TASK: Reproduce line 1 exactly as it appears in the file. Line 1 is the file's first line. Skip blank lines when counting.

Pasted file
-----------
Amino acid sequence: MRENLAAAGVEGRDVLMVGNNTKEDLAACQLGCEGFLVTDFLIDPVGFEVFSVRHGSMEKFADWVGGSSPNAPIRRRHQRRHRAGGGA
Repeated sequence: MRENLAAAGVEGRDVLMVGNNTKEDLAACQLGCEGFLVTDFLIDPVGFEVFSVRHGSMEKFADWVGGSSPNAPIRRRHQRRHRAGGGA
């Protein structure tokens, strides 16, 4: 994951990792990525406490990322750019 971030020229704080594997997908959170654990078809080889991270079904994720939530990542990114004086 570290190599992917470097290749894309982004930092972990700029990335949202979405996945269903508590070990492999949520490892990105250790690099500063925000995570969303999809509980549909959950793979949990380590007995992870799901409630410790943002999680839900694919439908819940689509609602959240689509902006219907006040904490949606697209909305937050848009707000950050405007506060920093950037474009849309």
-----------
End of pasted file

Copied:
Amino acid sequence: MRENLAAAGVEGRDVLMVGNNTKEDLAACQLGCEGFLVTDFLIDPVGFEVFSVRHGSMEKFADWVGGSSPNAPIRRRHQRRHRAGGGA